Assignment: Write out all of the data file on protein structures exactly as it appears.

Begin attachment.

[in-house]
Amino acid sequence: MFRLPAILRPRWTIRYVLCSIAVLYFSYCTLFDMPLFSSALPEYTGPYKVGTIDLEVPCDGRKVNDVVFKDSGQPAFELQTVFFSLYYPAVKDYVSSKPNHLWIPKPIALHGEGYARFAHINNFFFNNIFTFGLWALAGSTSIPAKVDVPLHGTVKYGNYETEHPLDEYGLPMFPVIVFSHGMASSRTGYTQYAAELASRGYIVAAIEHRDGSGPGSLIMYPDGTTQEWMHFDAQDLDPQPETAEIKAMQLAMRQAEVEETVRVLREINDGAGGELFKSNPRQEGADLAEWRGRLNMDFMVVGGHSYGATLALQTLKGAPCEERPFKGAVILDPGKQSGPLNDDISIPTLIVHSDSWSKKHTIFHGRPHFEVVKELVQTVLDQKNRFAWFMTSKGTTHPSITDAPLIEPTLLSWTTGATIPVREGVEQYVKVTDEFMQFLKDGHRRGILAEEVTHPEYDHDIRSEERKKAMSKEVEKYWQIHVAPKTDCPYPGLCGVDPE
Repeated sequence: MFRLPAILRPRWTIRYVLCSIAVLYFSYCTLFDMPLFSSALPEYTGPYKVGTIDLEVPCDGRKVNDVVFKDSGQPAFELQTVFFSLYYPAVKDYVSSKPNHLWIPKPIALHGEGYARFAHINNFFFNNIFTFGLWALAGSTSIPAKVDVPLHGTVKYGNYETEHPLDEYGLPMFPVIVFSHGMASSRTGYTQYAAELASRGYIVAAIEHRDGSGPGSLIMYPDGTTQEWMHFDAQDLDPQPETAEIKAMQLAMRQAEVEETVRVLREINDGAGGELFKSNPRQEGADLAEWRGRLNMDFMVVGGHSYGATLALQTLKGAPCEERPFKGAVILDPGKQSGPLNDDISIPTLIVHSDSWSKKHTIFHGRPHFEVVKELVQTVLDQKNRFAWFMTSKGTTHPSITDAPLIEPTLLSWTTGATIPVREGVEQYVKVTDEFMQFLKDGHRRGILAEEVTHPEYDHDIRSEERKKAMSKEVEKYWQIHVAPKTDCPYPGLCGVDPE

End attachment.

[in-house]
Amino acid sequence: MFRLPAILRPRWTIRYVLCSIAVLYFSYCTLFDMPLFSSALPEYTGPYKVGTIDLEVPCDGRKVNDVVFKDSGQPAFELQTVFFSLYYPAVKDYVSSKPNHLWIPKPIALHGEGYARFAHINNFFFNNIFTFGLWALAGSTSIPAKVDVPLHGTVKYGNYETEHPLDEYGLPMFPVIVFSHGMASSRTGYTQYAAELASRGYIVAAIEHRDGSGPGSLIMYPDGTTQEWMHFDAQDLDPQPETAEIKAMQLAMRQAEVEETVRVLREINDGAGGELFKSNPRQEGADLAEWRGRLNMDFMVVGGHSYGATLALQTLKGAPCEERPFKGAVILDPGKQSGPLNDDISIPTLIVHSDSWSKKHTIFHGRPHFEVVKELVQTVLDQKNRFAWFMTSKGTTHPSITDAPLIEPTLLSWTTGATIPVREGVEQYVKVTDEFMQFLKDGHRRGILAEEVTHPEYDHDIRSEERKKAMSKEVEKYWQIHVAPKTDCPYPGLCGVDPE
Repeated sequence: MFRLPAILRPRWTIRYVLCSIAVLYFSYCTLFDMPLFSSALPEYTGPYKVGTIDLEVPCDGRKVNDVVFKDSGQPAFELQTVFFSLYYPAVKDYVSSKPNHLWIPKPIALHGEGYARFAHINNFFFNNIFTFGLWALAGSTSIPAKVDVPLHGTVKYGNYETEHPLDEYGLPMFPVIVFSHGMASSRTGYTQYAAELASRGYIVAAIEHRDGSGPGSLIMYPDGTTQEWMHFDAQDLDPQPETAEIKAMQLAMRQAEVEETVRVLREINDGAGGELFKSNPRQEGADLAEWRGRLNMDFMVVGGHSYGATLALQTLKGAPCEERPFKGAVILDPGKQSGPLNDDISIPTLIVHSDSWSKKHTIFHGRPHFEVVKELVQTVLDQKNRFAWFMTSKGTTHPSITDAPLIEPTLLSWTTGATIPVREGVEQYVKVTDEFMQFLKDGHRRGILAEEVTHPEYDHDIRSEERKKAMSKEVEKYWQIHVAPKTDCPYPGLCGVDPE